This matter had its beginning on December 31, 1964, with the commission of a murder in the City of Philadelphia. Banks was arrested in connection with this homicide on January 4, 1965, and after a full trial and appeal (in which Banks was granted a new trial), at a second trial, he plead guilty to second degree murder and was given by the trial judge, a sentence of from five to twenty years in a State penal institution. This plea and sentencing occurred more than three and one-half years after Banks' incarceration in connection with the homicide. Banks alleges that his plea of guilty to the crime of murder in the second degree was based upon an understanding that the trial judge would recommend early parole.*fn* The trial judge did write a letter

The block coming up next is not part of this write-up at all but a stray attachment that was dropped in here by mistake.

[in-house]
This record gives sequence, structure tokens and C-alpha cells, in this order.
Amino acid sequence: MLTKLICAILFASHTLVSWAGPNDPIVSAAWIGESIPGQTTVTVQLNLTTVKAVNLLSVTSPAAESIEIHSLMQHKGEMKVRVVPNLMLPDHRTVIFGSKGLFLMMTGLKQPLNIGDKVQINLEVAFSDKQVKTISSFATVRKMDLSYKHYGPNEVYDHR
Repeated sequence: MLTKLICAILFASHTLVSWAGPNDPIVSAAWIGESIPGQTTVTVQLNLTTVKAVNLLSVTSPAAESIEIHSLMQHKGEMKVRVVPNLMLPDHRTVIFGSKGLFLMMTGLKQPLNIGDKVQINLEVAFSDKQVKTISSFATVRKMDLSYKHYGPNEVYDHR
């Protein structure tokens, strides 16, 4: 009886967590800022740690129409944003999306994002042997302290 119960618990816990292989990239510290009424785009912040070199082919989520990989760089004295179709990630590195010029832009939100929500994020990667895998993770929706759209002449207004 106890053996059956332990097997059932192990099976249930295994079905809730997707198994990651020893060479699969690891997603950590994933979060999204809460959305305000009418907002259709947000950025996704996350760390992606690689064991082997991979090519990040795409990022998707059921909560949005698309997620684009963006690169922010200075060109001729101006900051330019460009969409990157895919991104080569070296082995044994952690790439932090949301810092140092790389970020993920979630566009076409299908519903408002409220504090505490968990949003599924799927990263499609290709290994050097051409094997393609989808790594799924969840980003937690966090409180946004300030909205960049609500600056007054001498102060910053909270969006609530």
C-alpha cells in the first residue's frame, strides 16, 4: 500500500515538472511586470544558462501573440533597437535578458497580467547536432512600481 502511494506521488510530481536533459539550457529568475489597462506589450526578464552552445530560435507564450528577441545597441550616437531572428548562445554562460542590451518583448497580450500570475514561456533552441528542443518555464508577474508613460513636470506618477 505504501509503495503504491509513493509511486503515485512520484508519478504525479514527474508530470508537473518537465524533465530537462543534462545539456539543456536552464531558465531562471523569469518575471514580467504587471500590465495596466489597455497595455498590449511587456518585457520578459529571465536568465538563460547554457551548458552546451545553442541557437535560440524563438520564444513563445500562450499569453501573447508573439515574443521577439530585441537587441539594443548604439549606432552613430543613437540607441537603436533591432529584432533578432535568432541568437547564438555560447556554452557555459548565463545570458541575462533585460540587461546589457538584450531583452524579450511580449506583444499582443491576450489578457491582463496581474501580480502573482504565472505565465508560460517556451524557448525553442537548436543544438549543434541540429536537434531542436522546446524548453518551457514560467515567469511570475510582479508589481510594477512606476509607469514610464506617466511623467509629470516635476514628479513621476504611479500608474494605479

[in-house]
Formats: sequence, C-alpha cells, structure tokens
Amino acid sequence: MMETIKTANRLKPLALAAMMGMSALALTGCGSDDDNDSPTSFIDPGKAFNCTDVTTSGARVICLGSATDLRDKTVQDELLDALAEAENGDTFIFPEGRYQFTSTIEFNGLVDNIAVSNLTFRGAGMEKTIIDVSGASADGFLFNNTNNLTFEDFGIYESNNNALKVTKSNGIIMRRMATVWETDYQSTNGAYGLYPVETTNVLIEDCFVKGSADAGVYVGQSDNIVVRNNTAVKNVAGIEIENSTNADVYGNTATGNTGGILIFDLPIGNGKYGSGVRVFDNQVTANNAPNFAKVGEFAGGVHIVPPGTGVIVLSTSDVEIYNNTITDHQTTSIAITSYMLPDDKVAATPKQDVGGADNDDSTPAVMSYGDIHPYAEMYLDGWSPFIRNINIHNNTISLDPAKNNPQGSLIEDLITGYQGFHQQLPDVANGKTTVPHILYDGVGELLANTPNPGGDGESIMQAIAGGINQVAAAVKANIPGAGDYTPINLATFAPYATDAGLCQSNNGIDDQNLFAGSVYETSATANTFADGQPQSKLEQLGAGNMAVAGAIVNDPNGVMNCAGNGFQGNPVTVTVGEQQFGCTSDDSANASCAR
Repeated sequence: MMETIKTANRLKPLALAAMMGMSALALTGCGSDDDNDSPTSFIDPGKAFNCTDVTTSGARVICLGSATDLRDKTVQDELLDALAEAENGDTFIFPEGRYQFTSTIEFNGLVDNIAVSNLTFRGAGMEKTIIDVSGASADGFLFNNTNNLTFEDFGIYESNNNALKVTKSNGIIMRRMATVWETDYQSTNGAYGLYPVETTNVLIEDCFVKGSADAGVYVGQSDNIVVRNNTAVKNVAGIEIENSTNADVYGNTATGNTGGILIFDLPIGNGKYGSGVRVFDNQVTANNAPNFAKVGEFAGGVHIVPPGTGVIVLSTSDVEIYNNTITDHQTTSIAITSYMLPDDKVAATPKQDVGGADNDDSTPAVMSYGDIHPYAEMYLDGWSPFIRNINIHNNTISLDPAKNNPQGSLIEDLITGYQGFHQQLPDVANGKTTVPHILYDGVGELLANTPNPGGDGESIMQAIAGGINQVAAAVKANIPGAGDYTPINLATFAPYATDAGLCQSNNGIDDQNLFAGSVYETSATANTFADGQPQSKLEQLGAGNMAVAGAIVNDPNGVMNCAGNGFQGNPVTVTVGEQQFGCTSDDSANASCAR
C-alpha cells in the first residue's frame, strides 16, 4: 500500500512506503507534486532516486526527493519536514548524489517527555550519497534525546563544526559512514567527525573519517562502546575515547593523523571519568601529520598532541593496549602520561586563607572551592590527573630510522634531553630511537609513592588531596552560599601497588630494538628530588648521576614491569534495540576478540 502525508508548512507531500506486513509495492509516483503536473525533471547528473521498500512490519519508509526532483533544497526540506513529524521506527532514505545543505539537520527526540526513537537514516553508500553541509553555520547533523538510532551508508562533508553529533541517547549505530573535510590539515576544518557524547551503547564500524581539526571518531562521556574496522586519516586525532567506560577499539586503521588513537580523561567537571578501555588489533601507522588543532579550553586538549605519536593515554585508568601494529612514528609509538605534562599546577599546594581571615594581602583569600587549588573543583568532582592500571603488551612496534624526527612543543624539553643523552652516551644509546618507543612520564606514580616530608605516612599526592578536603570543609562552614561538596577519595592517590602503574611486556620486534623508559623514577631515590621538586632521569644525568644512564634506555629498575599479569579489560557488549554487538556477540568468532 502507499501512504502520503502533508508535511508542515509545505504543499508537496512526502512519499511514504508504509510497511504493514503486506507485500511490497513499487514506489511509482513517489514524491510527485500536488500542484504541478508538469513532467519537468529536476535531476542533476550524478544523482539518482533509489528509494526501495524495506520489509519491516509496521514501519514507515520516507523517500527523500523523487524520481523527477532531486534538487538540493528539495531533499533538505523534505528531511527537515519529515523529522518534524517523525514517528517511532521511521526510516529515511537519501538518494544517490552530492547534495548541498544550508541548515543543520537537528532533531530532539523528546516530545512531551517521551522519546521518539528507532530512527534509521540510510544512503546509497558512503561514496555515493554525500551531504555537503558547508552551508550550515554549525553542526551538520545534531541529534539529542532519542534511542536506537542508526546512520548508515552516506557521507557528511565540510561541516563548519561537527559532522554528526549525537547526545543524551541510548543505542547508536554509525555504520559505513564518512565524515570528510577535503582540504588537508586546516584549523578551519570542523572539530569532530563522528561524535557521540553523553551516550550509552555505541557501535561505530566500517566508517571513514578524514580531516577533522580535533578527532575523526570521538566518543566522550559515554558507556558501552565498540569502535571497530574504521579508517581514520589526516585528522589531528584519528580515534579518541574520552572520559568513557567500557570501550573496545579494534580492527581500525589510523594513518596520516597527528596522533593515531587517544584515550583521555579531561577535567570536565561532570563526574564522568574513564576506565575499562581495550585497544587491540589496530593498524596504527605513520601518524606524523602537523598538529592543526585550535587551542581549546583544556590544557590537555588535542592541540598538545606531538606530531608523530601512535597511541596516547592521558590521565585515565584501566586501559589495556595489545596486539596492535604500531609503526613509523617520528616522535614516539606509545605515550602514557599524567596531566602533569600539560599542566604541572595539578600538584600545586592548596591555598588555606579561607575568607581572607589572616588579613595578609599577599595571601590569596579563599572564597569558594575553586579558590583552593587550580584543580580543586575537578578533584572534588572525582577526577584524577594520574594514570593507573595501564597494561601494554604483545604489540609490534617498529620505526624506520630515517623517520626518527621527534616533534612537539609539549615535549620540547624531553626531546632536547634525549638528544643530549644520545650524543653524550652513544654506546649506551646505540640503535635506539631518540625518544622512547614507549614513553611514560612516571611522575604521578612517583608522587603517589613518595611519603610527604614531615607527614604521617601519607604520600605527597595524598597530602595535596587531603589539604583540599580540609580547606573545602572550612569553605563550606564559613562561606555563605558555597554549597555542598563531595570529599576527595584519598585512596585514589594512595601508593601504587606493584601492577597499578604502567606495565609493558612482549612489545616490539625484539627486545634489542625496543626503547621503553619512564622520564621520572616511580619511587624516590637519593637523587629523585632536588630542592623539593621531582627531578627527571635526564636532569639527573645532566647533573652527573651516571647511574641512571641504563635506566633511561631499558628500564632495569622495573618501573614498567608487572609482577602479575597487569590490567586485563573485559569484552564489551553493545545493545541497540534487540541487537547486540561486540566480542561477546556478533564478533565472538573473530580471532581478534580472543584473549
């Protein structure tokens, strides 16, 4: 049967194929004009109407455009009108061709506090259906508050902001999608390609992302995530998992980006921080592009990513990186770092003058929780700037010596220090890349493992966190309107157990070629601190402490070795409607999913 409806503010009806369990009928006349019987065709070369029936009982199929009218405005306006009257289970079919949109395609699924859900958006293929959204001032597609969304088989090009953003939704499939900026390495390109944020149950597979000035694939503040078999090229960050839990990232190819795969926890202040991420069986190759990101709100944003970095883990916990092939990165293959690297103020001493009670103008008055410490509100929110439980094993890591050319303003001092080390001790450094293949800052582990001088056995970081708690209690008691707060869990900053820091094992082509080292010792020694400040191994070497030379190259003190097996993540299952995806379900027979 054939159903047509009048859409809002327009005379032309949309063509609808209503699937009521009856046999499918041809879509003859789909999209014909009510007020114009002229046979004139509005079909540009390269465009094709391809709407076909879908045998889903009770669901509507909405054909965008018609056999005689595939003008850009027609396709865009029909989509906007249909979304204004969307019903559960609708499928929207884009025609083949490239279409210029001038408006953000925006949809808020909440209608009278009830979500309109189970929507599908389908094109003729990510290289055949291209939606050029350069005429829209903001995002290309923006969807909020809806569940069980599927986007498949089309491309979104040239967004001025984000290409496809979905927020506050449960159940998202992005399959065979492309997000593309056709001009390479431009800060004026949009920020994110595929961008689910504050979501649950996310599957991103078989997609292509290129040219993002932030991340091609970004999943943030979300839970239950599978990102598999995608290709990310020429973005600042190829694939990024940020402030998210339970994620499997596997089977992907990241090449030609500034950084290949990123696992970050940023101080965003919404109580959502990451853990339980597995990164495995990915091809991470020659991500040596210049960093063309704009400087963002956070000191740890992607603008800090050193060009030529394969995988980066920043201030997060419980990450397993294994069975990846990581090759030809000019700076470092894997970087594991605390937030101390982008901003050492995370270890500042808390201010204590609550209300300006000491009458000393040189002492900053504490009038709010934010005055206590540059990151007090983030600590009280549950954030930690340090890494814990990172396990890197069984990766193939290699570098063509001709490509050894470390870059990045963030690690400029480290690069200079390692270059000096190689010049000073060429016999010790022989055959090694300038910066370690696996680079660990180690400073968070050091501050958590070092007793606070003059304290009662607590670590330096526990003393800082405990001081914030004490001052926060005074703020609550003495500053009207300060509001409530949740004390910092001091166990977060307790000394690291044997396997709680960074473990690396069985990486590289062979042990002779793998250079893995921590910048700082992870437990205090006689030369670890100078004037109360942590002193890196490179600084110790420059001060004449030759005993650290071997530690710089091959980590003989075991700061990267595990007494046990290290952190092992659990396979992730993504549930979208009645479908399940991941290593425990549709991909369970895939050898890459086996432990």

[4 Pa. Commw. 197 Page 199]

    to the Board recommending Banks for a parole after his minimum sentence "provided that he behaved himself well while in confinement." Banks also alleges that his part in the homicide was that of a "lookout" rather than an actual participant in the act of killing the victim. The Commonwealth does not deny the fact that Banks stayed with the victim of the homicide at the scene, to administer to him, before the arrival of the ambulance and that the police found Banks in this position. Banks offers these circumstances surrounding the homicide as part of the basis upon which he should be given a parole after his serving the minimum five-year term.